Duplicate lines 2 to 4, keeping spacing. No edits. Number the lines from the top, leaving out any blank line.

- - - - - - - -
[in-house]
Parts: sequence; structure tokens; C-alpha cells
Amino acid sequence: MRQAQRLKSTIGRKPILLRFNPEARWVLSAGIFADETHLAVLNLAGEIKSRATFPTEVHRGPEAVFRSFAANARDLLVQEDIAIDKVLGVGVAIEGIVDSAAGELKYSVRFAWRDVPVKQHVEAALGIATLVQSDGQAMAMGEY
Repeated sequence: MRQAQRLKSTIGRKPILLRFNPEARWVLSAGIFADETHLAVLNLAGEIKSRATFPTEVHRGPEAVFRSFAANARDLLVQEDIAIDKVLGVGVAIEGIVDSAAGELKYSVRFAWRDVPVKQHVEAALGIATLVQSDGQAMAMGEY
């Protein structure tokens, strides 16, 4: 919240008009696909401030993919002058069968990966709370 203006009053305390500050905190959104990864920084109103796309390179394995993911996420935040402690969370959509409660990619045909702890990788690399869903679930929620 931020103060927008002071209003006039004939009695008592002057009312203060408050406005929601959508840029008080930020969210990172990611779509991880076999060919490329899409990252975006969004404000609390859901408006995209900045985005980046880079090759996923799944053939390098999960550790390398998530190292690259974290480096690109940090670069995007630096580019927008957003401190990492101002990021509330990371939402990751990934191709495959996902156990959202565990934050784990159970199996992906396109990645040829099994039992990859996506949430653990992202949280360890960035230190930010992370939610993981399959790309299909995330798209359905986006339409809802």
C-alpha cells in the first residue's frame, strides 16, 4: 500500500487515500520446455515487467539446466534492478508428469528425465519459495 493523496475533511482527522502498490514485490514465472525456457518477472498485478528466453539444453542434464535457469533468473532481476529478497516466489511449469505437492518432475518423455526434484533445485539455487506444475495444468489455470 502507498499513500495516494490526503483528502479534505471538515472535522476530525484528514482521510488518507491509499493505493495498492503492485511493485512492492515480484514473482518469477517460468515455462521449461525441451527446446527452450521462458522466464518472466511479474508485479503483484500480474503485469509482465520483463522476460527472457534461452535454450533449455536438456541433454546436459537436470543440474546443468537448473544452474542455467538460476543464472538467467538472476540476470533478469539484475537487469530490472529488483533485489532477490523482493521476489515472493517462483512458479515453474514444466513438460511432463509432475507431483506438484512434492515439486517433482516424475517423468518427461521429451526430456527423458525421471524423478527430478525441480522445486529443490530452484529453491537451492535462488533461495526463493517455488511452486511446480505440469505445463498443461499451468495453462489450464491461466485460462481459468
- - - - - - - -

Parts: sequence; structure tokens; C-alpha cells
Amino acid sequence: MRQAQRLKSTIGRKPILLRFNPEARWVLSAGIFADETHLAVLNLAGEIKSRATFPTEVHRGPEAVFRSFAANARDLLVQEDIAIDKVLGVGVAIEGIVDSAAGELKYSVRFAWRDVPVKQHVEAALGIATLVQSDGQAMAMGEY
Repeated sequence: MRQAQRLKSTIGRKPILLRFNPEARWVLSAGIFADETHLAVLNLAGEIKSRATFPTEVHRGPEAVFRSFAANARDLLVQEDIAIDKVLGVGVAIEGIVDSAAGELKYSVRFAWRDVPVKQHVEAALGIATLVQSDGQAMAMGEY